I have this box of photos. They are very old and very important to me. I know the people in the photos are family. I know they had lives of interest, that they had dreams, goals, hopes, desires, failures, and successes. What I don't know is who they are and what those lives of interest were, nor what their dreams, goals, hopes, desires, failures and successes were. When my Aunt passed away from an aggressive cancer a few years ago, an entire library for my family closed. She was the record keeper. She always had been. I had been scrapbooking for years before she was diagnosed. And, even after she was, I never took the time to interview her nor to sit with her and find out about my family members in these precious, now meaningless, photos. I knew better. Really, I did.
My scrapbook journaling up until then, consisted of a name and the date. After my Aunt's death, my perspective changed. I started to realize that my journaling was, also, meaningless. Yes, it's great to pass down the name of the person in the photo and the date, but what does that truly say about that person? Nothing. The next generation will have names and dates, but what happened to the "history"? As I flip through my first books, I find I have shared with future family members what I did for each and every holiday for three years. In many cases, the activities were the same. The tradition was obvious, but not the why of it. It dawned on me that I am not what I did for New Year's, I am not what I did for Easter, I am not what I did for..., etc. None of what I did has much to do with who I am. After this clicked, I began to journal with a new purpose. I want my children to hear my story from me. I want my children to know who they were, what they were saying, and what they were feeling growing up. I decided that them becoming a name and a date, simply wasn't enough. It's powerful to hear that someone has experienced something you are struggling with, to know you are not alone, and that it can be solved or gotten through. I want to leave some of that behind. More importantly, I want our histories, the who we truly are, to be recorded.
When I sit down to journal, I try to think of it as telling a story. I sometimes pretend I'm rehashing something to a girlfriend. I do this everyday with my friends. It's my personal gossip. I'm just telling them about my day, about me, about my son, etc. So, when I think of journaling as telling the tale, it takes the pressure off and allows me to get the story down on paper. It no longer feels like I'm trying to write the cool comment in the cool person's yearbook. When I sit down to scrap my photos, I think about what I'm trying to say. For example, let's say I have some pictures of a day at the park. Am I just showing a fun day of running around at the park? Or, am I sharing with my son why a day of running around the park had meaning to me and him? I'll share a journaling example of each scenario above to demonstrate the difference:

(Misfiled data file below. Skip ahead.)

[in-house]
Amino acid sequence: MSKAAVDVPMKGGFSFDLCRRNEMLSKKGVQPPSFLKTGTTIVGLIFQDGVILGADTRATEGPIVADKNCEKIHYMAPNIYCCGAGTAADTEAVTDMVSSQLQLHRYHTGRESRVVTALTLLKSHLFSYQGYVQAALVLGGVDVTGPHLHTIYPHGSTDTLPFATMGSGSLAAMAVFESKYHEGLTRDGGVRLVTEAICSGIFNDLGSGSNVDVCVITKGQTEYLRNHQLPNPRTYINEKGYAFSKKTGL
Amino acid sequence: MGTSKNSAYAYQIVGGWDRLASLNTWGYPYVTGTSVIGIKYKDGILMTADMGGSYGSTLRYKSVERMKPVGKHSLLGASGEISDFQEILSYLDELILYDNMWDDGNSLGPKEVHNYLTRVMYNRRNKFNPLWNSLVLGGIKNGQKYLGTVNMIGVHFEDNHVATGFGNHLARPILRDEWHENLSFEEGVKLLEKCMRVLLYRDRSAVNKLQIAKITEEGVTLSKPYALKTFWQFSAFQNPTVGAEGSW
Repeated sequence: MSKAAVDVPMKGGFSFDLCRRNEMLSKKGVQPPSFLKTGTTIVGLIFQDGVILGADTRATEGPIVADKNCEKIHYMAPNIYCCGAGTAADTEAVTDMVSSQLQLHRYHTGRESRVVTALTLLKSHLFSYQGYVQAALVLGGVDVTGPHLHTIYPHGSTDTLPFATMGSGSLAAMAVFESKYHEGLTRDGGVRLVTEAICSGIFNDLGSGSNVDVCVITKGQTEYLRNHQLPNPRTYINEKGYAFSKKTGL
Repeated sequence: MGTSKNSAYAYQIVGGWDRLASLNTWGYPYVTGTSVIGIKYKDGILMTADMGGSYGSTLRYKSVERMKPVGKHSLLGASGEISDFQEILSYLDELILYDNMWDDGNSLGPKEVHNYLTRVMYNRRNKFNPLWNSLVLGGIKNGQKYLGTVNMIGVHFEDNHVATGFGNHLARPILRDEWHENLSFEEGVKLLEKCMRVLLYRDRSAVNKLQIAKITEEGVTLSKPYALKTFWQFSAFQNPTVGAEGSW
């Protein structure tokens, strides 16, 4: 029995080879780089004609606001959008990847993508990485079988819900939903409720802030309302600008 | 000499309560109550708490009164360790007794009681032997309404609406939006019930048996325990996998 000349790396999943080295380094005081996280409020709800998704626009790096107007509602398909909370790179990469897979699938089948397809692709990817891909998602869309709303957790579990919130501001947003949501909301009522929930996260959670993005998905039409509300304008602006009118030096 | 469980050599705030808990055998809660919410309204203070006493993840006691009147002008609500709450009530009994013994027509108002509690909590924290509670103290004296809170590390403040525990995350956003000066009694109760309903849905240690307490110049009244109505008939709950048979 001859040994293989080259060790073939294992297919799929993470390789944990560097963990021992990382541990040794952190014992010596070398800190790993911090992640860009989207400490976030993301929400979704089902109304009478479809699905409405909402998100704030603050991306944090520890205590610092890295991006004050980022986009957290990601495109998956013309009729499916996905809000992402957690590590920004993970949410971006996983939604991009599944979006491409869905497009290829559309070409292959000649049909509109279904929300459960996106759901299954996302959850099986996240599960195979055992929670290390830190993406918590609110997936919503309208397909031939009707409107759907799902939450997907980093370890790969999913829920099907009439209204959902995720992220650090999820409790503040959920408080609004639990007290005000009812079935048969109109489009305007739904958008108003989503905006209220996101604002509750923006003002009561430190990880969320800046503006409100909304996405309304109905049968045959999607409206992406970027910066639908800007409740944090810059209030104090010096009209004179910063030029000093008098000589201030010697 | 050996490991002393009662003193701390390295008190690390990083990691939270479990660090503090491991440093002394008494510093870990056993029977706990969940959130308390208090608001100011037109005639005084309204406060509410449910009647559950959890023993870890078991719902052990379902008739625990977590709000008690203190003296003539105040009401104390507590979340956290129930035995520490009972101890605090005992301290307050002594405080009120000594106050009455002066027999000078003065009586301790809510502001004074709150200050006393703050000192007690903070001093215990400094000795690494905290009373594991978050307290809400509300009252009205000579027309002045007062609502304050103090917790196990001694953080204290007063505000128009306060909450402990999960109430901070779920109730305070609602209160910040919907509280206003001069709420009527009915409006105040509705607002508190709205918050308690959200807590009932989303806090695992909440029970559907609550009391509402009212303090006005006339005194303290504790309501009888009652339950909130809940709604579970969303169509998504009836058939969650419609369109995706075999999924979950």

Scenario 1 (showing a cool day of running around at the park):
Page title: "Park Day"
Journaling: Dylan loves playing at the park. On this warm summer day he enjoyed running around, playing in the sand, and going up and down the stairs and slide. It was a fun time all around.
Scenario 2 (sharing how a park day had meaning):
Page title: "The Glimpse"
Journaling: It looks like your average day at the park. Dylan is playing on the park equipment in the photos and having a blast, as can be seen by the giant smile on his face. What I wasn't able to capture on film was the moment I saw some of Dylan's personality ring out. You see, a little girl was happily playing in the sand when a bigger boy came over and snatched her toy away from her. She was distraught. I saw Dylan watch this happen and I figured he'd continue with his play. Instead, I watched him walk over to the little girl, pat her on the back and tell her "it's ok". I watched him find her a new toy and sit with her to play. I saw her beam up at him with joy and could feel his pride in himself. I saw on this special day a tiny glimmer of the man my three-year-old son is becoming. I felt so proud I could hardly breathe. I saw through my tear-stained eyes, the appreciation of another mother who's little daughter had been wronged and righted all in the span of a few minutes. This was no average day at the park. This was a day a Mother caught a glimpse of her son's true heart.
We experience meaningful stories in our everyday activities. It's just a matter of taking the time to write them down before we forget them. Were I going through a scrapbook my Grandmother had done of my Father at three and found a page about the park, you can bet, I would much rather read the second scenario, than the obvious first one.
Ask yourself before you start scrapping your pictures, what it is about those pictures that is meaningful to you (do I have a story to tell?) and watch your page idea take form and blossom. Most importantly, enjoy the process. Not every page I make has journaling like this, but I make sure more do than don't. After all, it's the journaling that separates the scrapbook from the photo album.